Gardeners already understand the importance of mulching flower gardens. Mulch helps regulate the soil temperature, improves water retention, and prevents soil erosion. But should you mulch your vegetable garden? If so, with what?
Studies show that mulching your vegetable garden can increase (or even decrease) yields by as much as 30%, so as important as mulching may be, the type of mulch used is an even greater factor contributing to gardening success. While there are many types of mulch that work well in vegetable gardens, here are four popular options based on crop type.
Black plastic is a good mulch for crops that love heat such as tomato plants, eggplant, peppers, melons, cucumbers, squash, and potatoes. Lay plastic in early spring to help warm up soil temperatures, potentially extending your gardening season. Plastic will require extra security to remain in place during windy times.
The major concern with plastic is ensuring adequate watering, since water cannot penetrate the plastic (this is an example of how mulch can decrease crop yield). Take note of the ways in which your plants can get water: Are you in the rainy season? Do you have sub-mulch irrigation? If not, you may want to remove the plastic mid-summer to allow plants to get extra moisture during hot months.
Other downsides to using plastic? It’s not biodegradable, can be unattractive, and can be difficult to handle. Avoid plastic altogether in extra-hot regions.
A guaranteed-free mulch. Leaves are an ideal mulch for broccoli and peas, which prefer cooler temperatures. The permeability of leaf mulch can actually lower soil temperatures by 20-25 degrees; be sure not to mulch your heat-loving plants as well. Since soil may experience a decrease in temperature, don’t apply this mulch type until the soil has reached an adequate temperature, perhaps mid-summer.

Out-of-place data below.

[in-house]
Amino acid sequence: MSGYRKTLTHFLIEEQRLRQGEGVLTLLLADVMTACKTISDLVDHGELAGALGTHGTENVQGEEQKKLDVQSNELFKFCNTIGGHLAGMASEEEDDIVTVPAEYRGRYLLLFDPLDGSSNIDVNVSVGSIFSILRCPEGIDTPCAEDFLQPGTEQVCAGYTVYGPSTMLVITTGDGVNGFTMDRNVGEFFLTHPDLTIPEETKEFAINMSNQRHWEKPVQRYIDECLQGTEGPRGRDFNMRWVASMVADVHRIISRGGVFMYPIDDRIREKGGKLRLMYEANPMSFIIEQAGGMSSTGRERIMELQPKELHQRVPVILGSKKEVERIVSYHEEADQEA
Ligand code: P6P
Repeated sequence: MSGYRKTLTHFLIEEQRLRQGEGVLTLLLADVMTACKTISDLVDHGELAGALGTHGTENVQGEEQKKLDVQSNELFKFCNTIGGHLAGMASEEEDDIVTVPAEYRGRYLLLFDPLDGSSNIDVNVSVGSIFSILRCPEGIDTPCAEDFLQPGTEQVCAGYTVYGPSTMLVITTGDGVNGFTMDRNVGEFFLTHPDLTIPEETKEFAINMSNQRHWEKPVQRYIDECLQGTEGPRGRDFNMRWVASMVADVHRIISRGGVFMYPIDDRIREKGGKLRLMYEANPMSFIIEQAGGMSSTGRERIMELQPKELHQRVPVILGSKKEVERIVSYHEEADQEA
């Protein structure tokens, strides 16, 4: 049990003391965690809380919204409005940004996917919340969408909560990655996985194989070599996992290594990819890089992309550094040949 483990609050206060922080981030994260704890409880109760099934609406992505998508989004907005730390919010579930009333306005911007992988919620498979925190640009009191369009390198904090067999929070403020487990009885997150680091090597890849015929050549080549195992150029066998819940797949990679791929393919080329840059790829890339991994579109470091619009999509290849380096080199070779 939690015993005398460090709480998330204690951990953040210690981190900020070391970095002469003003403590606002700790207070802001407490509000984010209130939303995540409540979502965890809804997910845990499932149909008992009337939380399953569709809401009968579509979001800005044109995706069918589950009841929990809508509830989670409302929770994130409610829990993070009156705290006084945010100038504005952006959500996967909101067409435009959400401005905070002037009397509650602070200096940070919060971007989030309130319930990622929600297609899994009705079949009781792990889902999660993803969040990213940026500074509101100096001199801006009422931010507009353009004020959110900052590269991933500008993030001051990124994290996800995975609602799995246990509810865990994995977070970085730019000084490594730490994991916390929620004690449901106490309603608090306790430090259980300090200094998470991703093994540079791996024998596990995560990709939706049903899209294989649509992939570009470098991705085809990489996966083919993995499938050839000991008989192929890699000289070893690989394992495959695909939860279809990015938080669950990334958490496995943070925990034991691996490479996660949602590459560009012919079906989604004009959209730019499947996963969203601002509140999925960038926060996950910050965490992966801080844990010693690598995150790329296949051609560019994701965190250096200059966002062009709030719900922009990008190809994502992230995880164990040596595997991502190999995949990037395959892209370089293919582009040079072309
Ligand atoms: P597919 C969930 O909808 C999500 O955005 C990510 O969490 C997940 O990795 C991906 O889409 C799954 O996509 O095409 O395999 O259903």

Hopefully you have a large stock of leaves available, as this type of mulch will blow away easily. Once wet, leaves mat down into an unsightly soggy mess, so the best option is to shred them before applying.
Burlap bags (such as those that hold food products like coffee beans or rice) are an efficient mulcher for a variety of crops including blueberries and carrots. The advantages to burlap are both cosmetic and practical. Burlap can give your bed a clean, polished appearance. If secured properly, it will stay put with little effort, even during wind. It also allows plenty of moisture through, making this a great all-season mulch choice. It’s also an easy way to protect against occasional early frosts.
Burlap can be expensive for large gardens, so ask for donations from local vendors. Due to its permeability, it is not an effective weed barrier, so burlap lacks as a mulch in that respect.
Another option? Try growing potatoes right in burlap bags. And don’t forget, burlap is compostable!
Straw is effective for both delicate crops like leafy greens and robust potatoes. It should be applied in mid-summer once soil has reached an ideal temperature. Straw may actually reduce the temperature of soil by 20-25 degrees, so consider applying in layers so as to not shock crops. Straw can also be used in the winter to protect soil.
Why might you not want to use straw? Two major reasons. One, unless you have access to free straw, this mulching method can be quite expensive for larger areas. Two, if you’re not a diligent weeder of your vegetable garden, you may find that you cannot keep up with the growth of oats, unless you use seed-free straw. Like any mulch (but even moreso with lightweight straw), it may blow away and need reapplication.
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